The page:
Amazon's murky world of one-star reviews
Amazon's marketplace is being abused by independent sellers using one-star reviews to harm rivals, the BBC has been told.
Newsnight spoke to a number of those affected who believe their sales have suffered as a consequence.
A consumer rights champion now wants a UK watchdog to investigate further, as part of a probe into fake reviews that is already under way.
Amazon claims to be "relentless" in tackling review manipulation.
Even so, some of those targeted believe it cannot eradicate the problem.
Third-party vendors have sold more physical goods on Amazon's site than the US tech giant itself every year since 2015, according to its own figures.
The Competition and Markets Authority believes that £23bn of online shopping in the UK is influenced by reviews.
Perhaps it's not surprising then that some online retailers are playing dirty.
"The sad thing is that you could have 50 positive reviews, like five-star reviews - but if you've got one or two one-star reviews, then it's going to be very difficult to compete," Janson Smith, a third-party Amazon seller, told the BBC.
I asked if he would want an additional 20 five-star reviews, if they were accompanied by a single one-star rating.
"No" he replied.
Fake positive reviews on the net are a well-known problem,.
Previous reports have exposed "factories" of bogus reviewers involved in posting five-star write-ups in exchange for freebies.
Only last week, the Financial Times reported some of Amazon's top-ranked UK reviewers appeared to be engaged in such activity. Amazon removed 20,000 fake positive posts over the weekend.
But some sellers now believe it's fake one-star feedback that is the new front of review manipulation.
Ella Keyes had a flourishing business selling post-pregnancy products on Amazon.
She says she had about 60 reviews, almost all of them positive. She was making roughly £3,000 a month.
Then something strange happened - she got a flurry of one-star reviews.
image captionMs Keyes used to sell products to help women deal with post-pregnancy recovery
"Initially when the first couple came it didn't make too much of an impact because I had enough positive reviews to sort of offset it", she recalled.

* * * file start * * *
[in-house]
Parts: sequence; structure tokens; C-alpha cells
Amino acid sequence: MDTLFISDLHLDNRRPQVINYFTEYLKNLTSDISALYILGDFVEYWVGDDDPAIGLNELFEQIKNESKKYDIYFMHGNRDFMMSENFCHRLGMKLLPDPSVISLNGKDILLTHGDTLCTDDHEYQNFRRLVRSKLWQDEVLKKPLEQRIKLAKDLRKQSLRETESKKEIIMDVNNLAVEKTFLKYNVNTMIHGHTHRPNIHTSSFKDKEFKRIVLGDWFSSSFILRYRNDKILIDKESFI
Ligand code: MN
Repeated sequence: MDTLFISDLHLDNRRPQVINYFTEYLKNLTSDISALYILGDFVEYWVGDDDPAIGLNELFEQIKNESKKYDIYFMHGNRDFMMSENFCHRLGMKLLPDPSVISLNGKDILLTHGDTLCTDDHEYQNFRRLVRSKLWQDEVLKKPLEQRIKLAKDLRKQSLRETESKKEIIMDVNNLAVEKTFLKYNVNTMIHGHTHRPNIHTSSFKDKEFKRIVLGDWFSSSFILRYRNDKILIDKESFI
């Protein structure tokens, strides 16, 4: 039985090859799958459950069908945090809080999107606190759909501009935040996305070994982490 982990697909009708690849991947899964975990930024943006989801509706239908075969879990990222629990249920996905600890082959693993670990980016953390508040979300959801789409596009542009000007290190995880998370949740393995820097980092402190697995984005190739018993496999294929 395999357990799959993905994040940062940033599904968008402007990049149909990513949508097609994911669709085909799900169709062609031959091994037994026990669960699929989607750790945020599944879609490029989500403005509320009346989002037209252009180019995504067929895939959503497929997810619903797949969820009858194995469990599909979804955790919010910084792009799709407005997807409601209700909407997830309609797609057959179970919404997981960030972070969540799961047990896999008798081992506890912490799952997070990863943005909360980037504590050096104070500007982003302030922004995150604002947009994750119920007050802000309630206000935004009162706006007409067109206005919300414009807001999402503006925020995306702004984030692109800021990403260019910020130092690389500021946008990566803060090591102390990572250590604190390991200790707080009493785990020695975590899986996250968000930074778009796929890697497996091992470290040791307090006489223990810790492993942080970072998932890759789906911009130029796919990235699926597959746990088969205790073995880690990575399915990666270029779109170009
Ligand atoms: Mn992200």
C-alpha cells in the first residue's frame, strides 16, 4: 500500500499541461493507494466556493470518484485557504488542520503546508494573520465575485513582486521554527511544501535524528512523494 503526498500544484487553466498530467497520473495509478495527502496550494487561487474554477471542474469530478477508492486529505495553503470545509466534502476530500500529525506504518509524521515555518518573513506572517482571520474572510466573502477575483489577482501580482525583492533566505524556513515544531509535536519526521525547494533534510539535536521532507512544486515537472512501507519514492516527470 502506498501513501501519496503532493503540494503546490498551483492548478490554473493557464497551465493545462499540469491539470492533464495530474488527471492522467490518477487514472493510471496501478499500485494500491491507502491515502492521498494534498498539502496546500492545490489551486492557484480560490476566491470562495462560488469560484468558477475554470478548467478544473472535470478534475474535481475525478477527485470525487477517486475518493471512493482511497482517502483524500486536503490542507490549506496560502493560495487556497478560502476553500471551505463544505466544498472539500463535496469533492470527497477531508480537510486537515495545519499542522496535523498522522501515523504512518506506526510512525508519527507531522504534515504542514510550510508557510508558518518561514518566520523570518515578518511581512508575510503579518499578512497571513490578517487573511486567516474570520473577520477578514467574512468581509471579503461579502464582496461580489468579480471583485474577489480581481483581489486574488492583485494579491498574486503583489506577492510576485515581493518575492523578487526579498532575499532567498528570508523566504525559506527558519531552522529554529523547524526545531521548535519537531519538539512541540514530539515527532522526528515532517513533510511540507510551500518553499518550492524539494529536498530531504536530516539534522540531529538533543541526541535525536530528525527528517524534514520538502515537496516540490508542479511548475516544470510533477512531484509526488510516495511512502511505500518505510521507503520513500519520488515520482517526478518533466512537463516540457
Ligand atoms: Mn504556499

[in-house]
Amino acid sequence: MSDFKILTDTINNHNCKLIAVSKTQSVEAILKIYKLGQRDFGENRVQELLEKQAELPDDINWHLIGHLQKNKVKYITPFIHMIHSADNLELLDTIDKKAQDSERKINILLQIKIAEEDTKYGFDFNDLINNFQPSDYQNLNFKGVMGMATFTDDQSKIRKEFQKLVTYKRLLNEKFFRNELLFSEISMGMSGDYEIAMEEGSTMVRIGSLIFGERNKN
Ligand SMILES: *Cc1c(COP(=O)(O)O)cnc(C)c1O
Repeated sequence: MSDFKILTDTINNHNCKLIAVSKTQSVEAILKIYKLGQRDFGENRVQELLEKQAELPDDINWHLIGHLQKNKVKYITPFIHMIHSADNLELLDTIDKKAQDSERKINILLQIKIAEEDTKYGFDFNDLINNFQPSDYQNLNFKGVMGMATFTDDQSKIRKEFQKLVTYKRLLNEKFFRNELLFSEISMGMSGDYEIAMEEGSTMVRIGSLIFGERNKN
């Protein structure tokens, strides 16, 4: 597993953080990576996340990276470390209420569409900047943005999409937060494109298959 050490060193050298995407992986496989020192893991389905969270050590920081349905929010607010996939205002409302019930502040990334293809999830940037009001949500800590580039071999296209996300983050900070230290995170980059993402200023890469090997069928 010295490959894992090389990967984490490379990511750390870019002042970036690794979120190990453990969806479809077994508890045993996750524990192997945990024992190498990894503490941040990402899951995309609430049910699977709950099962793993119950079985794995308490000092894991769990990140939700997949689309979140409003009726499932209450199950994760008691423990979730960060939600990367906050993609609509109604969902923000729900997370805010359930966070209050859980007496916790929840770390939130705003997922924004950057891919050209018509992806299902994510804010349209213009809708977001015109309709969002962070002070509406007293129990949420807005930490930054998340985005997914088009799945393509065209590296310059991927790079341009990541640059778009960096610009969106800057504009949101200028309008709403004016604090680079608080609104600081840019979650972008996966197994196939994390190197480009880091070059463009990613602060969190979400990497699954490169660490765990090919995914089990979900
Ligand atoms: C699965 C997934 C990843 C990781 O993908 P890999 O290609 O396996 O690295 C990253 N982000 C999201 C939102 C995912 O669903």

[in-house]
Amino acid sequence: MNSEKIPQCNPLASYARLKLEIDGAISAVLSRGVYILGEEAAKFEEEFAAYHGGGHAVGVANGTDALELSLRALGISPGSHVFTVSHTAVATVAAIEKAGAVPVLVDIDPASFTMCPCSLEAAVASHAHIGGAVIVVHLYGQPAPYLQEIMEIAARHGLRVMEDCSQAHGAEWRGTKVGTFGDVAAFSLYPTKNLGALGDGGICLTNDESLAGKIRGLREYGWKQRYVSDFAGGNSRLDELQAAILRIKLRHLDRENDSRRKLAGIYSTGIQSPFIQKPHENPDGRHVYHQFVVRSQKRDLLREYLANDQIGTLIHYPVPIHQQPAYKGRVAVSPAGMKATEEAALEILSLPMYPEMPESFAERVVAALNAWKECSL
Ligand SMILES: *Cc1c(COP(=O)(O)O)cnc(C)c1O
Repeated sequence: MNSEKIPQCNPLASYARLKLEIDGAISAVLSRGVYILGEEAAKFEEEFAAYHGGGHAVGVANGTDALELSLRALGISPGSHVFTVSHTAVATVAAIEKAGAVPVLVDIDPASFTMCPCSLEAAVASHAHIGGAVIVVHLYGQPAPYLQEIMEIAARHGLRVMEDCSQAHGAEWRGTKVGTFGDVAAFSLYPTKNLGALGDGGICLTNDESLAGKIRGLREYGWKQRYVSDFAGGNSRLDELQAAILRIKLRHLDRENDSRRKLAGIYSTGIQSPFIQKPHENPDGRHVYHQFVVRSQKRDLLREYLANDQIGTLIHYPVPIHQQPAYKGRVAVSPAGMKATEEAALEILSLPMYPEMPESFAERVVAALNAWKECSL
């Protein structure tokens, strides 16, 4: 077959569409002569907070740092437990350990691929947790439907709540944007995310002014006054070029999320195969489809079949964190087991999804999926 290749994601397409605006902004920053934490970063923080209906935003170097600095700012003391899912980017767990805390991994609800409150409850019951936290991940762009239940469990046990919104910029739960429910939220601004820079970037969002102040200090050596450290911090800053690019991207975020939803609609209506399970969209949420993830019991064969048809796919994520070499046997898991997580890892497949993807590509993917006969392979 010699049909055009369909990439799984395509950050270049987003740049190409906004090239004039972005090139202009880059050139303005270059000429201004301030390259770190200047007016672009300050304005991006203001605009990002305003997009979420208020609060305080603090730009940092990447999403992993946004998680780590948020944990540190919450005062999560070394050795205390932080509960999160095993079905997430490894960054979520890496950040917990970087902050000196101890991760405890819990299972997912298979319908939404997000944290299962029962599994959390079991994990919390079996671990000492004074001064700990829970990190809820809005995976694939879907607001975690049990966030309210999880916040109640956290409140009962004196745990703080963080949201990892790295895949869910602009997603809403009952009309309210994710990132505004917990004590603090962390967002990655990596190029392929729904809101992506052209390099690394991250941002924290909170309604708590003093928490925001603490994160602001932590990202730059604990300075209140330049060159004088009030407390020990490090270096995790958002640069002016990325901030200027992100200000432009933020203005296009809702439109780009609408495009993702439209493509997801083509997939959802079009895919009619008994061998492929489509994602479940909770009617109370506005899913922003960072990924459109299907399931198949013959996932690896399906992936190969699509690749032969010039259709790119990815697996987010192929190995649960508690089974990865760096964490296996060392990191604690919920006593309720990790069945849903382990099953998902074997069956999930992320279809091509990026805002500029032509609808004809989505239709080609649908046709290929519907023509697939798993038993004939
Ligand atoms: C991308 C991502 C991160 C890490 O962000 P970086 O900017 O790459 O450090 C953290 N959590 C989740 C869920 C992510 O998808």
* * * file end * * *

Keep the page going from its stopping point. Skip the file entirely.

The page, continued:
"But when more and more started coming in, I noticed that sales just dropped off a cliff.
"Anything below [an average of] 4.5 and you're kind of done."
Ella believes some of these negative reviews were fake, and the stress began to get to her.
After a few months she abandoned the venture.
Janson Smith says something similar happened to him, but he decided not to go down without a fight.
He cross-referenced the negative reviews he had received with the orders, and came to realise almost all had come from suspicious accounts. He managed to get Amazon to remove them.
He has since set up an online consultancy to help other Amazon sellers facing this and other predicaments.
image captionJanson Smith advises other sellers on how to avoid potential pitfalls on Amazon
"I think that now sellers have realised it's very hard to fake getting four-star or five-star reviews," he explained.
"So they're like 'hang on let's now bring the competition down so that our score is relatively higher'."
do you use Amazon?
Indeed, there are a lot of fake reviews and you can't be 100% sure about the seller. I don't remember who shared the service with me anymore https://www.inc.com/profile/PissedConsumer but I will say that I now carefully check the reviews before making a purchase on the Internet. You can read more about this company in more detail. Customer complaints should be heard and consumer protection is more important than ever in our time.